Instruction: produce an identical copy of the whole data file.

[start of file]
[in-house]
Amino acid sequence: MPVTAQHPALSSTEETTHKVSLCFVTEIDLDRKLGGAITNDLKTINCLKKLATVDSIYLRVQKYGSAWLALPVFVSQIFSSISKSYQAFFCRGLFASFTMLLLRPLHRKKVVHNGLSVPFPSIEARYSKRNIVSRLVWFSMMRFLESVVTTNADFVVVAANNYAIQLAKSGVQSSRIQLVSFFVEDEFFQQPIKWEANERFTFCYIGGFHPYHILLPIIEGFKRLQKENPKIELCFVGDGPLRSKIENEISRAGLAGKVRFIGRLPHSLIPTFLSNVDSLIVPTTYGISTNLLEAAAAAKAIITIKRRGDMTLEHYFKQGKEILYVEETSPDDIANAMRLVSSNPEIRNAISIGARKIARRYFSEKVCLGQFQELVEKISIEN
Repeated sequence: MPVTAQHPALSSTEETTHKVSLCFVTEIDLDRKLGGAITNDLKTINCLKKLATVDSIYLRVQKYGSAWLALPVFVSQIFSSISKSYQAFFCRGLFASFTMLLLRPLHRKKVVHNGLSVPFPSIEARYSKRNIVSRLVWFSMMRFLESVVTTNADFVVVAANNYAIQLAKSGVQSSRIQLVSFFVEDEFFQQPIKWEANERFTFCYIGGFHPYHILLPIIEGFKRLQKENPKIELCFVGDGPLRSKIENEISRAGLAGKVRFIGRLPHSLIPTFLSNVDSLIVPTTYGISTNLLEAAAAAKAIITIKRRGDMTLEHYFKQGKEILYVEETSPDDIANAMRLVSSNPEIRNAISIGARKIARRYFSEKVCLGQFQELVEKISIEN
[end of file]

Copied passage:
[in-house]
Amino acid sequence: MPVTAQHPALSSTEETTHKVSLCFVTEIDLDRKLGGAITNDLKTINCLKKLATVDSIYLRVQKYGSAWLALPVFVSQIFSSISKSYQAFFCRGLFASFTMLLLRPLHRKKVVHNGLSVPFPSIEARYSKRNIVSRLVWFSMMRFLESVVTTNADFVVVAANNYAIQLAKSGVQSSRIQLVSFFVEDEFFQQPIKWEANERFTFCYIGGFHPYHILLPIIEGFKRLQKENPKIELCFVGDGPLRSKIENEISRAGLAGKVRFIGRLPHSLIPTFLSNVDSLIVPTTYGISTNLLEAAAAAKAIITIKRRGDMTLEHYFKQGKEILYVEETSPDDIANAMRLVSSNPEIRNAISIGARKIARRYFSEKVCLGQFQELVEKISIEN
Repeated sequence: MPVTAQHPALSSTEETTHKVSLCFVTEIDLDRKLGGAITNDLKTINCLKKLATVDSIYLRVQKYGSAWLALPVFVSQIFSSISKSYQAFFCRGLFASFTMLLLRPLHRKKVVHNGLSVPFPSIEARYSKRNIVSRLVWFSMMRFLESVVTTNADFVVVAANNYAIQLAKSGVQSSRIQLVSFFVEDEFFQQPIKWEANERFTFCYIGGFHPYHILLPIIEGFKRLQKENPKIELCFVGDGPLRSKIENEISRAGLAGKVRFIGRLPHSLIPTFLSNVDSLIVPTTYGISTNLLEAAAAAKAIITIKRRGDMTLEHYFKQGKEILYVEETSPDDIANAMRLVSSNPEIRNAISIGARKIARRYFSEKVCLGQFQELVEKISIEN